How to kick more goals in business – a masterclass straight from the horse’s mouth.
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A fitting end-of-year gem of a post could be the instructive seminar given to Harvard Business School students by one of the world’s most successful football managers, Sir Alex Ferguson. Harvard was hoping he’d let slip how he’s managed to win almost every trophy in the game during his 26-year tenure with Manchester United. For those who want to do better the business of business, he did.
I know the wisdom he disclosed is only sports but given that he’s turned Manchester United into an annual £300 million-plus turnstile, his thoughts were both important and edifying, with lessons relevant to every department in the dough-making - or as we say in Britain the dosh-making - process.
The excuse for festive language aside, the main difference with ordinary business and commerce is that Sir Alex’s 11 principal employees are all millionaires and probably more difficult to manage than us mere mortals. The other variance is his own tenure. He has brought to the Old Trafford soccer pitch an uninterrupted and long tenancy, unusual in other football clubs as well as the rest of commerce and industry. This distinctive landscape has meant that the club’s head decision-maker has not had to constantly acquaint himself with new environments and circumstances, a not unimportant advantage for his employer.
On top of strategy, he gave colorful advice about leadership, delegation, induction, the importance of caring and criticising his players, how to deal with competitors, public relations (especially the press) and the importance of doing due diligence.
But, interestingly and significantly, he left his interstellar advice to the last, not only for his successor but for the organization who writes his monthly stipend. “When you're in the twilight of your career, share everything you've learned with the next generation.” While his long tenure clearly prompted the scheduling of the need to share his knowledge, the lesson for the rest of commerce and industry must be to do this more often, no thanks to the flexible labor market, where employees - including top decision makers - have as many as eight different paymasters in their working lifetimes. For non-Manchester United employers, this has meant constant disruption, widespread corporate amnesia, repeated mistakes, reinvented wheels and the other unlearned lessons that transitory employees make in every department.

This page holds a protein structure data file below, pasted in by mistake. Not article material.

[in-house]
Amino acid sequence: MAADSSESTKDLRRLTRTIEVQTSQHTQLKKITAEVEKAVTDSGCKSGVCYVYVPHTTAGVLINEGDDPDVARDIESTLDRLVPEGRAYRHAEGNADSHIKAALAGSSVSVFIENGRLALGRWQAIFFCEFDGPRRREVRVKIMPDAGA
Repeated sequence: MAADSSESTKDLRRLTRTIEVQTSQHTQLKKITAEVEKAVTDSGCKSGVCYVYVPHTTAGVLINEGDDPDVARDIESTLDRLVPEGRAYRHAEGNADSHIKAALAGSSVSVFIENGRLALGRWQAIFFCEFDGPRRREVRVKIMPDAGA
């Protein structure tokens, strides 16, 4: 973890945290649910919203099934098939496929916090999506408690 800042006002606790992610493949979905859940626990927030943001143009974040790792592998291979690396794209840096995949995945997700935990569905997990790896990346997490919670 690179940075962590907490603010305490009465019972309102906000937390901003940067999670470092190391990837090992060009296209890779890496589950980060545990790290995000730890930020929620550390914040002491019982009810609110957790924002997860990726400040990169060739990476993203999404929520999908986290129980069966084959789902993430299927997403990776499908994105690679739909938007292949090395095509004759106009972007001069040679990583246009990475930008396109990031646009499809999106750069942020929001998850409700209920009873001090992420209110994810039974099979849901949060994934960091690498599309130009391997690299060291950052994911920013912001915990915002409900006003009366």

And this, quite coincidentally, has been going on for the last 40 years, not with all the explicit knowledge we’ve efficiently collected in our massive data banks but with the more important tacit knowledge, a component of wisdom that business education has forgotten to teach how to acquire.
What Sir Alex was saying has everything to do with the vital discipline of experiential learning and its derivative influence in areas such as KM, decision making, HR and IT that industry and business education have overlooked for eons – and without which their ability to progress organically has been seriously disrupted. It’s an unintended consequence of a well-meaning strategy to give employers a better reaction time to changing circumstances but, philosophically stated, if the elder can’t teach the younger, then progress falters and when the memory fades, converses. All that hard-won and expensively paid for tried-and-tested practice thenceforth has become a waste of time. Just look at the southward direction of the OECD’s productivity growth in an era when business education has never been more available. What we’re doing is giving ourselves the business equivalent of Alzheimers.
Sir Alex avoided most of the downside effects of flexible working by also being a very skilled experiential learner. Is it not time for Industry, commerce and business education to copycat him? See http://biggernumbers.wordpress.com/ for more of the why - and how. Happy holidays!